Giant’s Causeway

One of the most sought-after heritage sites in Northern Ireland, the Giant’s Causeway is not to be missed when travelling from Belfast to Derry. Overseen by the National Trust, Northern Ireland’s largest conservation charity, explore the iconic hexagonal basalt stones 60 million years in the making. 

Why is it called the Giant’s Causeway? The legend of Irish giant Finn McCool says he crafted the causeway to cross the Irish Sea so he could face his rival Benandonner, the Scottish giant who then ripped up the causeway as he fled back to Scotland. However, another lesser-known fable shares that Finn built the Causeway to reach his Scottish love to only die in her arms after facing a terrible storm. 

FUN FACT: The Giant’s Causeway is the only UNESCO certified world heritage site in Northern Ireland!

Roam the incredible landscapes as you’re free to walk along these unique rock formations. See if you can find notable configurations such as Finn McCool’s giant boot, the natural throne of the Wishing Chair and Portnaboe’s most famous resident, the Camel. Snag an audio guide from the visitor’s centre or meander freely as you see fit. The views are like nothing you’ve ever seen before!

With the roaring Atlantic Ocean on one side and magnificent cliffs on the other, it’s no wonder the Giant’s Causeway has captivated millions of visitors. It’s recommended to book your tickets in advance to avoid disappointment, especially during peak seasons.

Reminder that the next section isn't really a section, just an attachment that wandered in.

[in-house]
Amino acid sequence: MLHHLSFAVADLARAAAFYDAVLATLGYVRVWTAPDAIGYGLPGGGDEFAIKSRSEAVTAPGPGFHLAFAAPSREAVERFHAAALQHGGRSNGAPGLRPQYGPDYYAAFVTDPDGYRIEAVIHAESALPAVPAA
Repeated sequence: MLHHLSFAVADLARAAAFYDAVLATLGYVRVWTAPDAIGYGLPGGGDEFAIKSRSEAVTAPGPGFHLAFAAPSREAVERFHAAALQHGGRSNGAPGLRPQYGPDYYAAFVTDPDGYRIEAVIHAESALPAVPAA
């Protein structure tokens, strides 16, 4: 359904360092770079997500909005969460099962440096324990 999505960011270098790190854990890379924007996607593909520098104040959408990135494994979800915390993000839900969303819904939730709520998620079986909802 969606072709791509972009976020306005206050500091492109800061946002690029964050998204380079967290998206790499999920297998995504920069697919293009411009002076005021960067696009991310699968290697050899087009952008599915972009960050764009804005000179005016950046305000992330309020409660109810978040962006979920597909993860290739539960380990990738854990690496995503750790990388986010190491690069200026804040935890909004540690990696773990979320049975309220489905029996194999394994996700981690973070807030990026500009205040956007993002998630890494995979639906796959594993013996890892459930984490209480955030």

Sunset Along the Giant's Causeway :: I've Been Bit! Travel Blog

There’s No Shortage of Views from Belfast to Derry!

More Things to Do from Belfast to Derry

As with many of my adventures, the Belfast to Derry road trip was an absolute whirlwind as I visited all of these destinations in one day. As you can imagine, there are many more places you can explore if you wish to extend this journey across 2 days or more! Here are a few more recommendations of places to visit between Belfast and Derry.

Rathlin Island – Hop on the ferry crossing the Sea of Moyle to visit the only inhabited island in this area. The Boathouse Visitors Centre shares the island’s history, what life is like on the island as well as the numerous shipwrecks surrounding Rathlin. You may catch a glimpse of the puffins between April and July and you won’t want to miss the Rathlin West Lighthouse, one of the Great Lighthouses of Ireland. 

Dark Hedges – Planted by the Stuart Family during the 18th Century, this beautiful lane of beech trees crafts a compelling landscape the Game of Thrones fans will recognize as the Kingsroad. Their iconic shape makes the Dark Hedges one of the most photographed natural wonders in Northern Ireland.

Dunluce Castle – One of the most picturesque medieval castles in all of Ireland, Dunluce Castle dates back to 1500. It was highly contested by the McQuillan and MacDonnell clans as they battled for control of this prized location. While many visitors flock to Dunluce Castle for its incredible views, it has become even more popular as it is the castle of Pyke, Seat of House Greyjoy.

This is just the tip of the iceberg as there are so many things to see and do from Belfast to Derry along the Causeway Coastal Route. You’ll uncover gorgeous villages strewn across the rolling Irish hills that will have you visiting again and again.